Squad leader Matt Delaney, who has been with the Flathead Hotshots crew for seven years, told MTN News that Alberta is in a three-year drought, which is partially the cause of the Canadian wildfire.
“Particularly, that northern part of Alberta is a three-year drought, so it’s significant. It’s noticeable. We were in areas that normally where you’d have soggy feet walking in and it was dry,” explained Delaney.
Hotshot crews have a special job as they hand dig fire lines and move water hoses up to 15 hours a day. Shale Pagel, who has been with the Flathead Hotshots for three years, says the daily grind is exhausting.
“The cumulative fatigue of consecutive assignments back to back builds up, and no matter how much rest you get it’s hard to shake it off,” Pagel said.
The bigger question: Could Montana see a fire as large as Chuckegg this year?
Flathead Hotshots Superintendent Shawn Borgen says that Montana has been lucky with its weather so far. The wet, cool and humid rainy weather the Flathead has been seeing really helps prep for fire season.
Borgen told MTN News that the state needs to see this kind of weather consistently in order to maintain a “low” to “average” fire season.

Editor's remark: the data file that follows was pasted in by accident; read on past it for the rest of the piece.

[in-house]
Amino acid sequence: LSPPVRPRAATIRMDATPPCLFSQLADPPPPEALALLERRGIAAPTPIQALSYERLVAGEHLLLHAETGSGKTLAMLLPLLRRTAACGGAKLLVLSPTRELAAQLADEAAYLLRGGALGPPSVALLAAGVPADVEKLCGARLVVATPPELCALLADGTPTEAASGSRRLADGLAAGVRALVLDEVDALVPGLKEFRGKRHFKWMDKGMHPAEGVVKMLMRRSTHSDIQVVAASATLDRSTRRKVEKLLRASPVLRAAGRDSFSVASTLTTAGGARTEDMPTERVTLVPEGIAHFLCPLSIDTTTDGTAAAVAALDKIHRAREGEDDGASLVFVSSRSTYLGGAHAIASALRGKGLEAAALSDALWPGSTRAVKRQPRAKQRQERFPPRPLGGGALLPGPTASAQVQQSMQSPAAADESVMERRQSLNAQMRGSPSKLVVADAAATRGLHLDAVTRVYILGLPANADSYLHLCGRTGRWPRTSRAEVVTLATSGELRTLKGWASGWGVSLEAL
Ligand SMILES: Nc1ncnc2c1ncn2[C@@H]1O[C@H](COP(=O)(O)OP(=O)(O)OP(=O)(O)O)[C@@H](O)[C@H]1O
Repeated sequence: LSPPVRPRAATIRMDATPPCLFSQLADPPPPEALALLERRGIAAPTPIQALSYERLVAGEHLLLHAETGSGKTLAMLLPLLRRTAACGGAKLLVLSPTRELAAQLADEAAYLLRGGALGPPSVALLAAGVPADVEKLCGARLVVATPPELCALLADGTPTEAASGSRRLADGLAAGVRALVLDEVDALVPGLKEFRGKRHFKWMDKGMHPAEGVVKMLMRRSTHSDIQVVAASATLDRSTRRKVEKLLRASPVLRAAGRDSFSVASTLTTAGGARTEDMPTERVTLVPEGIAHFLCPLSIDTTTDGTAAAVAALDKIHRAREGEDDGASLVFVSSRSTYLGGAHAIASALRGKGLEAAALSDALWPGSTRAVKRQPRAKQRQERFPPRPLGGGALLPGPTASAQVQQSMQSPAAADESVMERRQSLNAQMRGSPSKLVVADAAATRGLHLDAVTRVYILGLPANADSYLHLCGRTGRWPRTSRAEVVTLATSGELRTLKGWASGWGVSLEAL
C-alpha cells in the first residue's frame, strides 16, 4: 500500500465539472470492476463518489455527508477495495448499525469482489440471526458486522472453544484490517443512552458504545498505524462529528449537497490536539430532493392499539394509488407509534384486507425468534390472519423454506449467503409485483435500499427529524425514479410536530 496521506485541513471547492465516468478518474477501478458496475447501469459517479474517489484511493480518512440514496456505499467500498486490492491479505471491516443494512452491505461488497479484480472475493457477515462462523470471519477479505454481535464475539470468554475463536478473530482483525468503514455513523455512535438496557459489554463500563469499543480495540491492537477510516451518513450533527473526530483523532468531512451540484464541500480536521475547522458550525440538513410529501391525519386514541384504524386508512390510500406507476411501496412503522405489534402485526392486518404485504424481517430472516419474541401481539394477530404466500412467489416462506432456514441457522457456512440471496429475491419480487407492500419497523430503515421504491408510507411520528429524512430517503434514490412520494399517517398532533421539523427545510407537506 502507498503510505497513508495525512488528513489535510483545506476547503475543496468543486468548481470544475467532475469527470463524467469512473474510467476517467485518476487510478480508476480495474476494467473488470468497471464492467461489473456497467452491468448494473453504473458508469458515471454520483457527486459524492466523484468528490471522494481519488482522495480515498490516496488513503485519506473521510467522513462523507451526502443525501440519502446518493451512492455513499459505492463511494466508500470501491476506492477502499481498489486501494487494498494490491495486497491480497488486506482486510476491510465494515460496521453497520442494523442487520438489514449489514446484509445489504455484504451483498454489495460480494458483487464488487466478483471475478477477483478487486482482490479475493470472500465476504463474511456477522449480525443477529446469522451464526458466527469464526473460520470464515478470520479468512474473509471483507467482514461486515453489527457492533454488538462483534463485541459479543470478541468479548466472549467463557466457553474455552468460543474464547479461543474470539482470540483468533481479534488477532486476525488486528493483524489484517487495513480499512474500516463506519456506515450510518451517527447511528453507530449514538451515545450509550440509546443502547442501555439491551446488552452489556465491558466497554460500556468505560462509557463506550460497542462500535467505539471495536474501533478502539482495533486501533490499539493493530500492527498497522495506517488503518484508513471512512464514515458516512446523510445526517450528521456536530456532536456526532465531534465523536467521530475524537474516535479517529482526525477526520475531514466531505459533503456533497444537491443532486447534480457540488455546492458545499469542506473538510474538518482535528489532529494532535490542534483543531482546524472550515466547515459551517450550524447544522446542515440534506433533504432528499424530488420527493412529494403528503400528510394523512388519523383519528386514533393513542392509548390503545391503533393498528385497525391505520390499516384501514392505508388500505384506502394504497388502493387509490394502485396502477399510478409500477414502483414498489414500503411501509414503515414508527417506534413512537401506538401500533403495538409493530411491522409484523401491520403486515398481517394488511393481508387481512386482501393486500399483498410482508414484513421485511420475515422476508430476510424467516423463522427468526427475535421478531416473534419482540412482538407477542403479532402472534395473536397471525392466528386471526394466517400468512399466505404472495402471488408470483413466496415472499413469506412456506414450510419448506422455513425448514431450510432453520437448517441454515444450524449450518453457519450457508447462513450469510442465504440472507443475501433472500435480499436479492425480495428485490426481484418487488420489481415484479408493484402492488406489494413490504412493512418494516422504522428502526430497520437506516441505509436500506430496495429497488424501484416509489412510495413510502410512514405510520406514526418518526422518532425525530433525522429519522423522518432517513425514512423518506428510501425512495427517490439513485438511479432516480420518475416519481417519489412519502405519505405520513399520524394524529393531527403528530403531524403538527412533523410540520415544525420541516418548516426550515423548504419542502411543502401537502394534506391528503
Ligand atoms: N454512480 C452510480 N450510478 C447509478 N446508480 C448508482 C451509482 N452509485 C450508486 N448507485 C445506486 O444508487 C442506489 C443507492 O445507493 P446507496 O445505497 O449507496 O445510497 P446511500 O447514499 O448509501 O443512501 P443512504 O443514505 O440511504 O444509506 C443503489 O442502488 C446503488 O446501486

“This year, that dryness is affecting that part of the continent, that latitude. The moisture they would usually get this time of year has shifted south because of the movement of the jet stream and other factors. So that moisture is coming in across the Pacific Northwest and the Northern Rockies right now,” explained Borgen.
Unfortunately, Borgen says Montana could see a lot of smoke from the Chuckegg fire this summer.
“No one can control the way the wind blows. So, you know, we could very well be dealing with smoke from Canada a lot this summer,” he said.
The Montana Department of Environmental Quality reports that the state’s current air quality is good. You can check out the latest air quality readings here.
Story by Maren Siu, MTN News